DuckDuckGo vs. Google: Which Is the Better Search Engine for Your Privacy?

DuckDuckGo vs. Google: Which is the Better Search Engine for Your Privacy?
Private search engine DuckDuckGo has accused Google of spying on its users. Photo : Drew Angerer/Getty Images

In the modern-day era, the internet has worked wonders for all, especially Google, which helps spread information and general knowledge to people who use the service. However, it fails to give privacy to people, as tracking its users is part of their business.

Typing keywords on Google can potentially follow commercial ads that would haunt users as soon as they open their search engine. All of their personal information is linked to Google, from e-mail information, medical, financial, and personal issues that come along to daily searches that make a person an individual.

With that said, the myth that Google is tracking its users to make a profit is not really a myth.

"Google Is Spying on You!" Says DuckDuckGo

A report by Independent revealed that Google is spying on its users after the company published personal data details it has acquired from the public. The accusation comes after Google added App Privacy labels to its iOS Chrome and Google Apps, making it clear the data it picks up from its users by Apple's App Store rules.

DuckDuckGo published an in-comparison screenshot of the data it collects compared to the data gathered by Chrome and the Google App. Data Collected by Chrome shows the location, financial info, browsing history, and audio data. DuckDuckGo, on the other hand, does not collect any personal information through its mobile browser.

Besides that, Google received a $5 billion fine from the European Commission in 2018 after the company was found to have attempted to assert its dominance on the market through uncompetitive Android practices. DuckDuckGo's latest criticism of Google comes after a U.S. judge ruled that the technology giant must face another $5 billion lawsuit alleging that the search engine tracks users in Incognito Mode.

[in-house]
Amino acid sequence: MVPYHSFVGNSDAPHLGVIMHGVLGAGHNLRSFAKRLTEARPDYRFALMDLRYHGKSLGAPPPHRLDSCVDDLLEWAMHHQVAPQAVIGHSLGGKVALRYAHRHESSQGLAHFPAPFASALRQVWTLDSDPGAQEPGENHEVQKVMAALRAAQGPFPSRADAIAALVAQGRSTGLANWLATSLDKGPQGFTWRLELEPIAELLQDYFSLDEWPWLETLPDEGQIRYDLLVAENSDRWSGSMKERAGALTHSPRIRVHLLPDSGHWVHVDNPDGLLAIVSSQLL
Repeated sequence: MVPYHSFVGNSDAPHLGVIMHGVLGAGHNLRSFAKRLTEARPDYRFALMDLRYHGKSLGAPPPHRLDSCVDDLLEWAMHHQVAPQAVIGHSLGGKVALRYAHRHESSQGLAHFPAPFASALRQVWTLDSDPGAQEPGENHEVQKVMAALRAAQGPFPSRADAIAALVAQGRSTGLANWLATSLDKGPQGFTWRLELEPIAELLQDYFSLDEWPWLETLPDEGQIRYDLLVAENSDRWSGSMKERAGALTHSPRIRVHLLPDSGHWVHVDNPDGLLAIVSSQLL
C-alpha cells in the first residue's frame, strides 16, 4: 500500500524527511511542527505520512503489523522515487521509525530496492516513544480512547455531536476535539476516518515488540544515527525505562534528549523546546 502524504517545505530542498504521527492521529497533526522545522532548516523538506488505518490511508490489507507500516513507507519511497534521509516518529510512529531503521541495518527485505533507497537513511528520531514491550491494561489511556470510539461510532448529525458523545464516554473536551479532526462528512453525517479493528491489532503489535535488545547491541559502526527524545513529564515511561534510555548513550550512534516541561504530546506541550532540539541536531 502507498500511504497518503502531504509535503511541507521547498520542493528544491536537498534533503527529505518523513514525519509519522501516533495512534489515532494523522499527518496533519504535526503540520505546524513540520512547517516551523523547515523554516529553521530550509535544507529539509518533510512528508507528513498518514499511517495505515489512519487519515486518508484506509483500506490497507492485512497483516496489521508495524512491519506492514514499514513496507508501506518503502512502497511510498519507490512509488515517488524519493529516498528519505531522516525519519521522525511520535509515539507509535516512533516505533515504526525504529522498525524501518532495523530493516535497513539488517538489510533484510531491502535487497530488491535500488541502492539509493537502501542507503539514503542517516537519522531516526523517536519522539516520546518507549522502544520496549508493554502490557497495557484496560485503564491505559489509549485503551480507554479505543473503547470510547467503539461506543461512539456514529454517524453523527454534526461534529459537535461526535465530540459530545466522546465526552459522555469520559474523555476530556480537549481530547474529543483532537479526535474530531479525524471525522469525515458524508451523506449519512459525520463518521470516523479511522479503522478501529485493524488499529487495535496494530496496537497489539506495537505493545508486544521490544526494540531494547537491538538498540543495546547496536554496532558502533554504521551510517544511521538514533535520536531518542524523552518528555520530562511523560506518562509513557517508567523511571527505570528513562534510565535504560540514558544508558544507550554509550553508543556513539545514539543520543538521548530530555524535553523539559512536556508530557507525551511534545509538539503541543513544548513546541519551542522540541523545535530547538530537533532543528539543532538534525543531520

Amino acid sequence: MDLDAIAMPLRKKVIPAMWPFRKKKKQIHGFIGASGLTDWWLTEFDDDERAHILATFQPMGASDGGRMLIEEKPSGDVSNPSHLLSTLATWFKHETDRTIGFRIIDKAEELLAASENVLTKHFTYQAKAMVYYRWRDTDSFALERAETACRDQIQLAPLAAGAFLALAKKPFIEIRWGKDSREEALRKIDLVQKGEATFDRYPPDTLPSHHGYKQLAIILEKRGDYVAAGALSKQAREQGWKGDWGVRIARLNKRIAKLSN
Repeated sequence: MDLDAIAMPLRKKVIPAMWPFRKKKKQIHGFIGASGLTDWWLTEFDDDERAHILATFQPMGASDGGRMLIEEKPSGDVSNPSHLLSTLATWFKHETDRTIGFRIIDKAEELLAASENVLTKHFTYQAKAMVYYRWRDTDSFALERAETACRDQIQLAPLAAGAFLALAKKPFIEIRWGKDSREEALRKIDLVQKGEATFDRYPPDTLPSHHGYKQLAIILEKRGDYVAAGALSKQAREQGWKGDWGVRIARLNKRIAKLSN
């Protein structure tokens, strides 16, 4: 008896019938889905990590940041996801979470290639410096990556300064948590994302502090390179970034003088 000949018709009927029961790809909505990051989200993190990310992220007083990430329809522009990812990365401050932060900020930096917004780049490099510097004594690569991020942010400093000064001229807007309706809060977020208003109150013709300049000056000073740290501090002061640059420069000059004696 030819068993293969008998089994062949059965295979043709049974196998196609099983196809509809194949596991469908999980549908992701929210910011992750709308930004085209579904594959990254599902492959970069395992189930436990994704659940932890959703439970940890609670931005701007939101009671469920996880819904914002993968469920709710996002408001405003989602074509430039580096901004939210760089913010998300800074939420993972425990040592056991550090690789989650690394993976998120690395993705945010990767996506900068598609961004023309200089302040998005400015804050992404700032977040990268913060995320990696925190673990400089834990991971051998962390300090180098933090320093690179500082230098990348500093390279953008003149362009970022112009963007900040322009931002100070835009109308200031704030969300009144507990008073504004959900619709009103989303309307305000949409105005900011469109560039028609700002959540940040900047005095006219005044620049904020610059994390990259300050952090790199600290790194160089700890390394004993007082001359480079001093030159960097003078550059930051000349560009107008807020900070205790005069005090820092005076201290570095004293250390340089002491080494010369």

If users wants a search engine that keeps its privacy to a maximum, DuckDuckGo claims it is the better option. It is a search engine dedicated to protect searcher's privacy and avoid the filter bubble or personalized search results. DuckDuckGo distinguishes itself from Google by not profiling its users and showing all users the same search results for a given search term, without the banner ads, tracking and personalized profiling.

Also Read: Google Play Store Rolls Out A New Feature That Lets You Know Which Apps Rising Up the Chart

DuckDuckGo vs. Google: Which Is Better?

According to the DuckDuckGo website, the search engine does not collect or share personal information from users. Instead, it simply shows what a user might be searching for on the web with the same results as Google does. When users do a search and then click on a link on other search engines, the search items are then sent to that site the user has clicked on, calling it a "search leakage."

An example of this is searching for something private. Users are sharing that private search with the search engine and all the sites that the user might have clicked. Besides that, visiting any site will automatically send information from the user's computer to that specific site, including User-Agent and IP Address.

This type of feature can often identify the user directly, and Google will now send the user's banner ads and the user's personal information in the process.

This means that doing a private search can send Google and other sites information about the user and attack them with banner ads to continue visiting. In that process, the search engine makes money from it and showing the user an endless barrage of web ads and has the user's private information.

According to Spread Privacy, Google's Incognito mode is really not saying users are safe with banner ads, personal privacy, and keyword searches. Incognito mode is only deleting the user's local browsing history after the user's session on their device. Still, it does nothing to stop any website they visit, including Google, from tracking the user via IP Address and other tracking features such as browsing fingerprinting.

Google tracks users more than just in their search engine. To Google, every site is connected to their search engines such as Youtube, Gmail, Chrome, Android Devices, Gmaps, and other services the word "Google" has on it.

Related Article: Google Incognito Lawsuit Pushing Through--Company Could Pay Up to $5 Billion in Damages

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